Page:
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Thread: Values that make series converge

  1. #1
    Junior Member utopiaNow's Avatar
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    Values that make series converge

    Find the values for $\displaystyle x \in \mathbb{R} $ for which the following series converge:

    1. $\displaystyle \displaystyle\sum_{n=1}^{\infty}\frac{x^n(1 - x^n)}{n}$

    Attempted solution:
    I tried to use the root test to evaluate $\displaystyle \displaystyle\lim_{n\to\infty} |a_n|^{1/n}$ and found that it is equal to $\displaystyle \displaystyle\lim_{n\to\infty} |x(1 - x^n)|^{1/n}$. I got stuck here so I tried to use the ratio test and got to $\displaystyle \displaystyle\lim_{n\to\infty} |a_n|^{1/n} = \displaystyle\lim_{n\to\infty} \frac{x(1 - x^{n+1})}{1 - x^n}$. And I'm stuck here for this method as well.

    2. $\displaystyle \displaystyle\sum_{n=1}^{\infty}\left[\frac{(2n)!}{n(n!)^2}\right](x - e)^n$

    Attempted solution:
    I thought the only useful test would be the ratio test. So I tried it and got
    $\displaystyle \displaystyle\lim_{n\to\infty} \left|\frac{b_{n + 1}}{b_n}\right| = \displaystyle\lim_{n\to\infty} \frac{2n+ 1}{(n + 1)^3}(x - e)$ however then I found $\displaystyle \displaystyle\lim_{n\to\infty} \frac{2n+ 1}{(n + 1)^3} = 0$ which implies all values $\displaystyle x $ make this series converge, but that doesn't seem right.

    Any suggestions would be appreciated. Thanks in advance.
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  2. #2
    MHF Contributor chisigma's Avatar
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    The series can be 'splitted' as...

    $\displaystyle \sum_{n=1}^{\infty} \frac{x^{n}\cdot (1-x^{n})}{n} = \sum_{n=1}^{\infty} \frac{x^{n}}{n} - \sum_{n=1}^{\infty} \frac{x^{2n}}{n} $

    ... and it becomes the sum of two series both converging for $\displaystyle |x|<1$ ...

    Kind regards

    $\displaystyle \chi$ $\displaystyle \sigma$
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  3. #3
    Super Member flyingsquirrel's Avatar
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    Quote Originally Posted by utopiaNow View Post
    2. $\displaystyle \displaystyle\sum_{n=1}^{\infty}\left[\frac{(2n)!}{n(n!)^2}\right](x - e)^n$

    ...which implies all values $\displaystyle x $ make this series converge, but that doesn't seem right.
    You're correct, it converges for all values of $\displaystyle x$.
    Quote Originally Posted by chisigma View Post
    The series can be 'splitted' as...

    $\displaystyle \sum_{n=1}^{\infty} \frac{x^{n}\cdot (1-x^{n})}{n} = \sum_{n=1}^{\infty} \frac{x^{n}}{n} - \sum_{n=1}^{\infty} \frac{x^{2n}}{n} $

    ... and it becomes the sum of two series both converging for $\displaystyle |x|<1$ ...
    But it doesn't mean that $\displaystyle \sum_{n=1}^{\infty} \frac{x^{n}\cdot (1-x^{n})}{n}$ converges iff both $\displaystyle \sum_{n=1}^{\infty} \frac{x^{n}}{n}$ and $\displaystyle \sum_{n=1}^{\infty} \frac{x^{2n}}{n}$ converge. For example for $\displaystyle x=1$ the first series does converge but the two others don't. It remains to be checked that $\displaystyle \sum_{n=1}^{\infty} \frac{x^{n}\cdot (1-x^{n})}{n}$ diverges when $\displaystyle x=-1$ or $\displaystyle |x|>1$.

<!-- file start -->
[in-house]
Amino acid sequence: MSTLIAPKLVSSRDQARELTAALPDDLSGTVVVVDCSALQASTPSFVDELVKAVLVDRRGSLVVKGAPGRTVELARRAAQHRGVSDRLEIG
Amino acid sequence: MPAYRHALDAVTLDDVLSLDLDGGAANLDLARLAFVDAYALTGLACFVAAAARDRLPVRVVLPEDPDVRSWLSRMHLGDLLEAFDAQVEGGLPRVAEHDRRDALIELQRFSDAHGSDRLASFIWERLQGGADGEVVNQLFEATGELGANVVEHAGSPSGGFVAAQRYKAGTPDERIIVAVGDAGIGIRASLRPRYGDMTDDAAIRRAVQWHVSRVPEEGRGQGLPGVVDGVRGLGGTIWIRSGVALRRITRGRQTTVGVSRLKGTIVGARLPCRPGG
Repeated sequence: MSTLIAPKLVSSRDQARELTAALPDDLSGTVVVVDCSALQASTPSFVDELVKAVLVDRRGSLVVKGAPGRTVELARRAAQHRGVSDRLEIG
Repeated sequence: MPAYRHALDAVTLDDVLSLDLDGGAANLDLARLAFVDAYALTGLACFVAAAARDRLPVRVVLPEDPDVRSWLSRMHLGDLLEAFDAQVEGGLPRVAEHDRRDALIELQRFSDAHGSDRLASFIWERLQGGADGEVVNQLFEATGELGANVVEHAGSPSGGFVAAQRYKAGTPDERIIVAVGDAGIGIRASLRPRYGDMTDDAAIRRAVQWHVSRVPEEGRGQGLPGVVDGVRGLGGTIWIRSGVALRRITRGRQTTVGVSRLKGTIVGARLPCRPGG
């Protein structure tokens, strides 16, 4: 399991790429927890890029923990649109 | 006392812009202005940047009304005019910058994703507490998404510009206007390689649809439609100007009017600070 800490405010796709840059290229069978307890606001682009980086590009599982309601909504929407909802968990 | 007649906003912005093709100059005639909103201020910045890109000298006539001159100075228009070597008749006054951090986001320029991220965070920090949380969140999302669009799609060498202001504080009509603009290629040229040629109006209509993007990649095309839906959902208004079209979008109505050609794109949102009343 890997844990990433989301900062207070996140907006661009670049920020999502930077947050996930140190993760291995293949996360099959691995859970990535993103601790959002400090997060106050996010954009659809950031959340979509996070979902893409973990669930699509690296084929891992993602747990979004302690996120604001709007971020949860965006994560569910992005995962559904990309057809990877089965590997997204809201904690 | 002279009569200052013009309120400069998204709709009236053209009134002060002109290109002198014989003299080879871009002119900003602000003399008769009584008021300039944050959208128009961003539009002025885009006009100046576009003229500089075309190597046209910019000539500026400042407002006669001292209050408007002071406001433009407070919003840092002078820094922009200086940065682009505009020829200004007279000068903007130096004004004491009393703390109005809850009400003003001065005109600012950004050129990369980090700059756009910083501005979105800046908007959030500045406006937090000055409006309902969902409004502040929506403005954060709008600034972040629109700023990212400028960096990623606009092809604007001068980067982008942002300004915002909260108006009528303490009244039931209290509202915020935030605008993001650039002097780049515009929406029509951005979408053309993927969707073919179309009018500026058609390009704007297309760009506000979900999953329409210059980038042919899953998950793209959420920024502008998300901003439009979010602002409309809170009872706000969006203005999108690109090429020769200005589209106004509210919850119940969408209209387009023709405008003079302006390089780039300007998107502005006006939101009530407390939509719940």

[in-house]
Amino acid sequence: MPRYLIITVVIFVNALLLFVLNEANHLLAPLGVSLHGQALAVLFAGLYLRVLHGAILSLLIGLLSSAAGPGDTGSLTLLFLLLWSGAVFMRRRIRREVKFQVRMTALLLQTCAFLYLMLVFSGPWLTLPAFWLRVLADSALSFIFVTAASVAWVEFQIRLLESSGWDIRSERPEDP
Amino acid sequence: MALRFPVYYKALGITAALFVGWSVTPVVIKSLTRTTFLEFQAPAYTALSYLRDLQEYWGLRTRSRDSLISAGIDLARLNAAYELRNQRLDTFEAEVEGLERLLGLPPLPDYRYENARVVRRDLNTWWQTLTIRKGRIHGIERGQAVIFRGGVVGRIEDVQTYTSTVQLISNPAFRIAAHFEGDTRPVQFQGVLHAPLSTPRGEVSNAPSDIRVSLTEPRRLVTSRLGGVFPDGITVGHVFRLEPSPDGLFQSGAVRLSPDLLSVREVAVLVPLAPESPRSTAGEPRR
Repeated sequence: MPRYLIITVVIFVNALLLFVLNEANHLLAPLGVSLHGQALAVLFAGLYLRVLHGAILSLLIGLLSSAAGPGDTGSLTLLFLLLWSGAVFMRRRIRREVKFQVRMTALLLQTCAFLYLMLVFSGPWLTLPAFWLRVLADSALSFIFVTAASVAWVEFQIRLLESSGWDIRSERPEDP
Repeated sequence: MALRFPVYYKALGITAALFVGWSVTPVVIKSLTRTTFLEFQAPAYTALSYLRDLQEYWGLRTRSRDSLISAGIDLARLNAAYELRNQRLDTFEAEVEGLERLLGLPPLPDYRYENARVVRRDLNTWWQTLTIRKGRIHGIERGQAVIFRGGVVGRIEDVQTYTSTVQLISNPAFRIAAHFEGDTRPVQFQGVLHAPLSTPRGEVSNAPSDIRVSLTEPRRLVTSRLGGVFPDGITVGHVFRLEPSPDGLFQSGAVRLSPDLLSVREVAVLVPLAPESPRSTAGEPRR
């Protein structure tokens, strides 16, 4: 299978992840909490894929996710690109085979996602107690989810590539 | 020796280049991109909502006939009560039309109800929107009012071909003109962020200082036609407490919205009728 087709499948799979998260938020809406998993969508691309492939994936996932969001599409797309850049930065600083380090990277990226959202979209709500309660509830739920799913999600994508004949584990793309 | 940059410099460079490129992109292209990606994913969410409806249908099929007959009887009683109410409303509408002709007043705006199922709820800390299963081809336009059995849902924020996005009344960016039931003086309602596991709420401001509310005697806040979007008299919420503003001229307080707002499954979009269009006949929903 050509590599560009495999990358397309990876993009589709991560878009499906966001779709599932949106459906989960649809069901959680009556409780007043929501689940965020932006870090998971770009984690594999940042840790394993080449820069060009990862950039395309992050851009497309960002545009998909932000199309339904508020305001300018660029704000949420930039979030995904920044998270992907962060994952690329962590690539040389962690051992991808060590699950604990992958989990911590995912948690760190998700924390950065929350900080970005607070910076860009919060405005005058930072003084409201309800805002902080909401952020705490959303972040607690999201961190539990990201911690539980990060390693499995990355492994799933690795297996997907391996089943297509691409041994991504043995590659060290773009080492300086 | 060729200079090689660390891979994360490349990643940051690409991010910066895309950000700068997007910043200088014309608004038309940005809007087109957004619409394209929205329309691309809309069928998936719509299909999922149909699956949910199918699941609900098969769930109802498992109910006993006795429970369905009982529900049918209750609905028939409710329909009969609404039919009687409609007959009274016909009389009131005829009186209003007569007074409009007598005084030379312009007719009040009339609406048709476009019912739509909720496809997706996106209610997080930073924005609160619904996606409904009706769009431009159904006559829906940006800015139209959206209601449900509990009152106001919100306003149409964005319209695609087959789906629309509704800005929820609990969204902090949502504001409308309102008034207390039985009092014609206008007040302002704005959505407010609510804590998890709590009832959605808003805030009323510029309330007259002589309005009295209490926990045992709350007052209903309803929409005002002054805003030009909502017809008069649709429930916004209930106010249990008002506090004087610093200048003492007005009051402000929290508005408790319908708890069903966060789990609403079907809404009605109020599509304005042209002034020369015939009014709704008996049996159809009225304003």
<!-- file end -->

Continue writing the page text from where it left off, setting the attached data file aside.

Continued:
I think that using the ratio test is simpler.

    $\displaystyle \frac{\frac{x^{n+1} (1-x^{n+1})}{n+1}}{\frac{x^{n} (1-x^{n})}{n}}
    =\frac{x(1-x^{n+1})}{1-x^n}\cdot \frac{n}{n+1}$

    If $\displaystyle |x|<1$, $\displaystyle x^n\xrightarrow[n\to\infty]{}0$ hence
    $\displaystyle \lim_{n\to\infty}\frac{x(1-x^{n+1})}{1-x^n}\frac{n}{n+1}=x\cdot \lim_{n\to\infty}\frac{1-x^{n+1}}{1-x^n}\cdot \lim_{n\to\infty}\frac{n}{n+1}=x\cdot \frac{1-0}{1-0} \cdot 1 =x$

    and as $\displaystyle |x|<1$, the series converges. Similarly one can show that if $\displaystyle |x|>1$ the series diverges. To check if the series converges when $\displaystyle |x|=1$ simply substitute $\displaystyle x=1$ or $\displaystyle x=-1$ :

    • If $\displaystyle x=1$,
      $\displaystyle \sum_{n=1}^{\infty} \frac{x^{n}\cdot (1-x^{n})}{n}=\sum_{n=1}^{\infty} 0.$
      Is that a convergent series ?
    • If $\displaystyle x=-1$,
      $\displaystyle \sum_{n=1}^{\infty} \frac{x^{n}\cdot (1-x^{n})}{n}=\sum_{n=1}^{\infty} \frac{(-1)^{n}\cdot (1-(-1)^{n})}{n}=\sum_{n=1}^{\infty} \frac{-1}{2n-1}$
      because $\displaystyle 1-(-1)^{n}=0$ when $\displaystyle n$ is even. Does this series converge ?
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  4. #4
    Junior Member utopiaNow's Avatar
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    Quote Originally Posted by flyingsquirrel View Post
    • If $\displaystyle x=-1$,
      $\displaystyle \sum_{n=1}^{\infty} \frac{x^{n}\cdot (1-x^{n})}{n}=\sum_{n=1}^{\infty} \frac{(-1)^{n}\cdot (1-(-1)^{n})}{n}=\sum_{n=1}^{\infty} \frac{-1}{2n-1}$
      because $\displaystyle 1-(-1)^{n}=0$ when $\displaystyle n$ is even. Does this series converge ?
    I believe it is divergent, diverging to $\displaystyle -\infty $. Would the formal reason be that it diverges because it is a general harmonic series?
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  5. #5
    Super Member flyingsquirrel's Avatar
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    Quote Originally Posted by utopiaNow View Post
    Would the formal reason be that it diverges because it is a general harmonic series?
    Yes.
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